Are cracks forming in the studio’s united front? As the WSJ points out today, and we pointed out yesterday, the studios have different exposures to scripted programming, and different views on the future of video entertainment on the web. So, could the WGA divide and conquer? If so, who’s most likely to buckle first?
Answer? CBS, followed by ABC/Disney. Below, we rank the networks by the likelihood that they will cave:
- CBS: The network is loath to sacrifice its first-place status to a strike, and it is most reliant on both scripted programming (CSI) and broadcast television. Moonves said yesterday costs will go down with an extended strike, and said he would tap Showtime programming for the network like Dexter and The Tudors.
- ABC/Disney: Its big hits–Desperate Housewives, Lost, Grey’s Anatomy–are all scripted. The network needs this strike resolved soon.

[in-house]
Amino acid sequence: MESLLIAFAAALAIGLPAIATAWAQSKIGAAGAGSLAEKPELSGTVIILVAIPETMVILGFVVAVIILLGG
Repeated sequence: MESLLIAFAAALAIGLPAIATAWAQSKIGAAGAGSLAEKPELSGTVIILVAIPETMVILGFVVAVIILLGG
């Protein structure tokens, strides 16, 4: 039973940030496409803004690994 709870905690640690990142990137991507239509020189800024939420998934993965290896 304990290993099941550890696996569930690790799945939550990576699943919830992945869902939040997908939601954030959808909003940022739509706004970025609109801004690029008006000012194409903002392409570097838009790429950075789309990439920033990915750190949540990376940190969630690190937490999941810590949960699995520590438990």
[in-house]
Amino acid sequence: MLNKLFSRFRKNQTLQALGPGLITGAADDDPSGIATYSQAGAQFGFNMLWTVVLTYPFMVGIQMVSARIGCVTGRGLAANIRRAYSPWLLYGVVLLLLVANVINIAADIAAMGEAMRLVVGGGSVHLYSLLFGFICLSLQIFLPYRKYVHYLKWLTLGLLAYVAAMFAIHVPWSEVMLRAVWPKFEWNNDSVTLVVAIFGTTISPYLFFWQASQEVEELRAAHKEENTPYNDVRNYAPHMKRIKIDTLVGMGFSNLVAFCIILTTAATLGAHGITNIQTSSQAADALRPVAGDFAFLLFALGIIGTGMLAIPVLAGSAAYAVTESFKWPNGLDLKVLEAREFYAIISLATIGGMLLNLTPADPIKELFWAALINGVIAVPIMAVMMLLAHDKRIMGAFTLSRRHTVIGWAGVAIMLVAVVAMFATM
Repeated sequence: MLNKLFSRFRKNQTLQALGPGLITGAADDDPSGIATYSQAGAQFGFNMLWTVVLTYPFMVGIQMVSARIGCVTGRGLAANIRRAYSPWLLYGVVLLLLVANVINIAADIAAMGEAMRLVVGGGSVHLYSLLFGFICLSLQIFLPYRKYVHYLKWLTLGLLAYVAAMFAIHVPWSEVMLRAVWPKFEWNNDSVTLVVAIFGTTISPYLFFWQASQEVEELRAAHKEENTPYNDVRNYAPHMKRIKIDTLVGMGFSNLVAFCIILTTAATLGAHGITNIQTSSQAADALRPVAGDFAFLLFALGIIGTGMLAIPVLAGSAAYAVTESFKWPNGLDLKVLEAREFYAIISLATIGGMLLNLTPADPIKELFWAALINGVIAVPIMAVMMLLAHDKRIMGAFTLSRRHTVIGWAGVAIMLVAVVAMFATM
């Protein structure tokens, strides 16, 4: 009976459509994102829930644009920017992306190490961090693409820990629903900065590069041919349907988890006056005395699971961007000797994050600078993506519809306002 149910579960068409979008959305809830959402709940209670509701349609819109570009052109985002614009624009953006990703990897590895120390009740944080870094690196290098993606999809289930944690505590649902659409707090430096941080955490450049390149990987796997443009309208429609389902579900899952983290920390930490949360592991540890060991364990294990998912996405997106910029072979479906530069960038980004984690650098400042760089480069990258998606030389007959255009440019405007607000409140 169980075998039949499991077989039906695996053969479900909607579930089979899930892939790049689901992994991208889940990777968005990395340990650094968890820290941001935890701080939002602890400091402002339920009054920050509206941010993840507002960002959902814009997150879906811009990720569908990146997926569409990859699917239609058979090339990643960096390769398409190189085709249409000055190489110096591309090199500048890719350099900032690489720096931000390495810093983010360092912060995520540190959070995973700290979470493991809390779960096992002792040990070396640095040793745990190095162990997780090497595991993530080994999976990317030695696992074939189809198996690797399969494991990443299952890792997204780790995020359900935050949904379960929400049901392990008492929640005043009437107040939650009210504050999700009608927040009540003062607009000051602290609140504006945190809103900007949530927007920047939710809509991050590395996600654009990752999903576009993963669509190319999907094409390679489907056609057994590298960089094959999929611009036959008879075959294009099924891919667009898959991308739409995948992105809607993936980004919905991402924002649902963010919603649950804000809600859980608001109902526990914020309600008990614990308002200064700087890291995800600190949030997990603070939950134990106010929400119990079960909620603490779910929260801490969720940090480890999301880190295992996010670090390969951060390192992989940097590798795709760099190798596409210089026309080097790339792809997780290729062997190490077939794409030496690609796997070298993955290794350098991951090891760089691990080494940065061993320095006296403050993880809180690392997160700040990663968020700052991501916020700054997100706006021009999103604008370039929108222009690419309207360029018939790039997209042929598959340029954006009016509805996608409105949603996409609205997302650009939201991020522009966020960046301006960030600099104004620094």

- NBC: Also reliant on scripted content. NBC is in fourth-place, but the network represents a dwindling share of NBC U’s total business, representing just 10% of its profits.
- Fox: Can afford to take the hard line. Its far less reliant on scripted programming than its rivals with American Idol returning in January, the Superbowl in February, and backlog of animated shows. Vintage Simpsons, anyone?
- Time Warner: Probably least exposed to strike-induced financial hardship, given it is only 50% owner of The CW and its 2008 film slate is already in the bag.
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